However, some scholars regard the words "and brother of James" as an addition which was aimed to give prestige to this tract of the times. The epistle was written by a "servant of Jesus Christ" who wrote in the name of Jude, the brother of James and prominent leader of the church in Jerusalem, to lend weight to his crusade. Scholars who take this position date the epistle late. They seem to find support for this view in the indication that the author speaks of a formulated faith. This is a late development. Besides, it assumes Paul's doctrine of grace. It also regards Paul's missionary work as complete. And the apostles, to him, were an "order of the Church." These indications point to a late date.
However, those who take this position must reckon with long and established tradition. James Moffatt maintains that "Those who date the epistle in the second century by an anonymous author have to explain why so important a figure as Judas the brother of James was used to voice a warning to the Church." Evidently, the Jude to whom the epistle is ascribed, while not an apostle, was a powerful figure in the church and could have written the epistle.
The author had originally intended to write a summary of doctrine about "our Christian salvation" but his intention was changed after he heard reports about the inner peril of the church; instead, he wrote about the heresy which was threatening the "faith which was once for all delivered unto the saints" (Jude 1:3). He heard that certain ungodly men had crept privily into the church and by their heretical views which resulted in immoral practices had turned the grace of our Lord into "lasciviousness" and thereby denied "our only Master and Lord."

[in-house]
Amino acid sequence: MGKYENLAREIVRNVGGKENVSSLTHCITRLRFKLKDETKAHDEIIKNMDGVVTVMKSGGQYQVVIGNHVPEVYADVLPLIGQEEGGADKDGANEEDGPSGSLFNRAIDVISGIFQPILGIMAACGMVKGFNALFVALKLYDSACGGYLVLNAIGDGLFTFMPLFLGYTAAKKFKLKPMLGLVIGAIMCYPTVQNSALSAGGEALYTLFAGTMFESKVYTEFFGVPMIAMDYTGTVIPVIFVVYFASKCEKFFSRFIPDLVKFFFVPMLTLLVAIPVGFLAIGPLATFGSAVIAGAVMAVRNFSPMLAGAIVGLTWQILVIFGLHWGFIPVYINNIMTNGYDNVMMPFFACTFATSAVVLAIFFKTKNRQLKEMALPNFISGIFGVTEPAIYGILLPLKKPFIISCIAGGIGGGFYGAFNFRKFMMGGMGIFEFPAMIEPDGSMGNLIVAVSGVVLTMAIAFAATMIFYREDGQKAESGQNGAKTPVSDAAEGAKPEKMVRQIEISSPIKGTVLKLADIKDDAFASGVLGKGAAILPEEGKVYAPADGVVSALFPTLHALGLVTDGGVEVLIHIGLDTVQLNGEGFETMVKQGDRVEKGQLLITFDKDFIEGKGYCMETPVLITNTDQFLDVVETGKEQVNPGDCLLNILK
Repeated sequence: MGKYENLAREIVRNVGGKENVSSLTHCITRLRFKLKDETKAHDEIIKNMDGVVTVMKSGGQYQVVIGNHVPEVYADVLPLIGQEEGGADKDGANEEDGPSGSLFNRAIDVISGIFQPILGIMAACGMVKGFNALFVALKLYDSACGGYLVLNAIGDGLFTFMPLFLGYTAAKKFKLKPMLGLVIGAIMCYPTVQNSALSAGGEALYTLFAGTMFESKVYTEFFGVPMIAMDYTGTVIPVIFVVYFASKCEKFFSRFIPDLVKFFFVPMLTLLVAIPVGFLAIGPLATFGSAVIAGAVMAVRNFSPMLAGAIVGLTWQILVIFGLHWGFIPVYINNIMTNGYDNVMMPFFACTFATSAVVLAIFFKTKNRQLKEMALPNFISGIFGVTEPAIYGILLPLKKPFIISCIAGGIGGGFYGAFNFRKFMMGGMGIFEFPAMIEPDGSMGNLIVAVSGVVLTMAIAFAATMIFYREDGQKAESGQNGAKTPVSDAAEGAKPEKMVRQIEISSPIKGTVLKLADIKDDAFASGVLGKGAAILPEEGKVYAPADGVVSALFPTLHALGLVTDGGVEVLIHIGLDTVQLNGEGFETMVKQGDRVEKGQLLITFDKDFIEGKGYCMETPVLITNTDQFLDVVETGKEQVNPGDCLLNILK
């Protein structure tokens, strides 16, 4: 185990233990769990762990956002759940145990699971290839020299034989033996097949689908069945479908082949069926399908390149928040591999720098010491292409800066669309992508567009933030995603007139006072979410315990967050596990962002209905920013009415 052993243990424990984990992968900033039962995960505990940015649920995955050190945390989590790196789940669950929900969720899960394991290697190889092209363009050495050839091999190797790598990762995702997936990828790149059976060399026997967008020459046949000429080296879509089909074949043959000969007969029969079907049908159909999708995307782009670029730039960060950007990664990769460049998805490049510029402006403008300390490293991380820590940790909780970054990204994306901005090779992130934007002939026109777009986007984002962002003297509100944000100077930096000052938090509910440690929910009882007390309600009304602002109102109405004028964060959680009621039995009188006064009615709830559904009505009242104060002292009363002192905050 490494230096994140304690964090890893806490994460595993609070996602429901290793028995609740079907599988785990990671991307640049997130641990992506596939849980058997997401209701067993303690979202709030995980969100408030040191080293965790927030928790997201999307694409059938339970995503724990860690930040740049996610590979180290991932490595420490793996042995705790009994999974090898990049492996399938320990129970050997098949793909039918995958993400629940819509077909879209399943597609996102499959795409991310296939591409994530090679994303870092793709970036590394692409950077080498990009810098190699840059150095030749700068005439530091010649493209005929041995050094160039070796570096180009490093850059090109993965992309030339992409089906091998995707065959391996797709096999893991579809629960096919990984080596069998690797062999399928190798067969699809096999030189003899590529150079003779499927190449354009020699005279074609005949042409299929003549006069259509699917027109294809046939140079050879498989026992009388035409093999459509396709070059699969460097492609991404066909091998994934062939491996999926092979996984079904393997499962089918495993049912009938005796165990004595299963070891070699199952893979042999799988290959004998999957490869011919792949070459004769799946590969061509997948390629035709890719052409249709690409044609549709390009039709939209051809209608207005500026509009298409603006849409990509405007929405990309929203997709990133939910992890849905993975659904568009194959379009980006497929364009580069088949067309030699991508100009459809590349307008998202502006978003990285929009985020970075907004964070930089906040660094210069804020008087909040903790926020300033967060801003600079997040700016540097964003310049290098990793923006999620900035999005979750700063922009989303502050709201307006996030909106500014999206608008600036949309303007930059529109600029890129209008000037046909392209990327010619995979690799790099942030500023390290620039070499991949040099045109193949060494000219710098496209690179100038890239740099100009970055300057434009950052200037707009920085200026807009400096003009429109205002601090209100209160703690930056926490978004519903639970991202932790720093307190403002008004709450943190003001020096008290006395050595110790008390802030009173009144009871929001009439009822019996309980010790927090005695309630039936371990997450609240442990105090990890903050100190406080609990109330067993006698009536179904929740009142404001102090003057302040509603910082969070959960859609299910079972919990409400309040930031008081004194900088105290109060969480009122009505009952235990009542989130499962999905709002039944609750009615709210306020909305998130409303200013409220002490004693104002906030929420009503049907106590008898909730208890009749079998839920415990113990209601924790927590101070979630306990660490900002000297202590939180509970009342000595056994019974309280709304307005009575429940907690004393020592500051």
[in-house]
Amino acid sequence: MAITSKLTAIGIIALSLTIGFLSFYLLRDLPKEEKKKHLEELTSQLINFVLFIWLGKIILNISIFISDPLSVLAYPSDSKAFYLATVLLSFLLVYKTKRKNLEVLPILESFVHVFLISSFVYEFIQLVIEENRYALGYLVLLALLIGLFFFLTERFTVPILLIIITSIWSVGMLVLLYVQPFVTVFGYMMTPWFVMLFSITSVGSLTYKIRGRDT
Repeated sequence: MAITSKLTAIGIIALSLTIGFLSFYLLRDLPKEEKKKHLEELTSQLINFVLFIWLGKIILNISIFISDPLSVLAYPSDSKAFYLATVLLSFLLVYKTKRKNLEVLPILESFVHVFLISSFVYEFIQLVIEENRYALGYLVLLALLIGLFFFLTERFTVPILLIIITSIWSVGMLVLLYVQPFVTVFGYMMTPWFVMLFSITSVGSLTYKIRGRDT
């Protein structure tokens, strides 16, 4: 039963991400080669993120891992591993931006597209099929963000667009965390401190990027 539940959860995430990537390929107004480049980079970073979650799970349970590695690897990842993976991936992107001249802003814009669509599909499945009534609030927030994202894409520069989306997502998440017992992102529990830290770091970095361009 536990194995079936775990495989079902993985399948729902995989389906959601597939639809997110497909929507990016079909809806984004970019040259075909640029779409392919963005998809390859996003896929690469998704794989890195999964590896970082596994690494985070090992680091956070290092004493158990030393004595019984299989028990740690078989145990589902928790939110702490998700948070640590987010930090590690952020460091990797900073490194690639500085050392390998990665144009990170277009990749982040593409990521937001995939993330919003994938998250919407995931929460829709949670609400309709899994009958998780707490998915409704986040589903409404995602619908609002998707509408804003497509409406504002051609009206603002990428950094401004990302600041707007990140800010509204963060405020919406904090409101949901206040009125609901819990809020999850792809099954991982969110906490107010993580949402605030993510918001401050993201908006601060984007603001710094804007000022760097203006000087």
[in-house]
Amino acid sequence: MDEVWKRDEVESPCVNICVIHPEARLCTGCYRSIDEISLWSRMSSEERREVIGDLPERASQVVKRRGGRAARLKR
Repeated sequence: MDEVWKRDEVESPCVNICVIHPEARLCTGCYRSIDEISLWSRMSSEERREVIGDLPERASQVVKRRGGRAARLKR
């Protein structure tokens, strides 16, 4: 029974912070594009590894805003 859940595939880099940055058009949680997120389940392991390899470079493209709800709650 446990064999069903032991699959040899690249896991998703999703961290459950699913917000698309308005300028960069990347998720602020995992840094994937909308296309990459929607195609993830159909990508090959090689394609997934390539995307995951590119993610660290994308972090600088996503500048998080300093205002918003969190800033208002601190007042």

The body of the letter (Jude 1:5-6) portrays the evil character of these subversives. They proposed dangerous and disintegrating substitutes for the pure theological thought of the church. This heretical theology resulted in un-Christian behavior and practice. What this heresy was we are not told; nor are we given any intimation as to the location of this issue in the early church. These heretics are described as "waterless clouds," "unfruitful trees," "wild waves of the sea," and "wandering stars." The author announces the judgment that would fall upon these falsifiers of Christian thought: it would be like the punishment received by rebellious Israelites in the wilderness; the fall of angels now enchained until the judgment; the doom of Sodom, Gomorrah and surrounding cities; the tragedy of archangel Michael; the doom of Cain, Balaam and Korah. The same doom pronounced by the preacher Enoch upon all the ungodly who scoffed at him would befall them.
Jude is no fanatical doctrinaire, but the major thesis of his epistle is that sound theology and sound morality go together. Righteousness and faith are inextricably related. James Moffatt speaks of this letter as "a sort of fiery cross sent through the Churches to rally against the new, insidious foe."
The epistle may be simply outlined: (1) Salutation (verses 1-4); (2) Characteristics of and Judgments upon Heretical Subversives (verses 5-16); (3) The Necessity of Being Built upon the Holy Faith in the Love of God, in Patience, in Charity, and in Evangelistic Zeal (verses 17-22); and (4) The Benediction (verses 24, 25). This short epistle closes with one of the most triumphant doxologies and tender benedictions to be found in the Scriptures.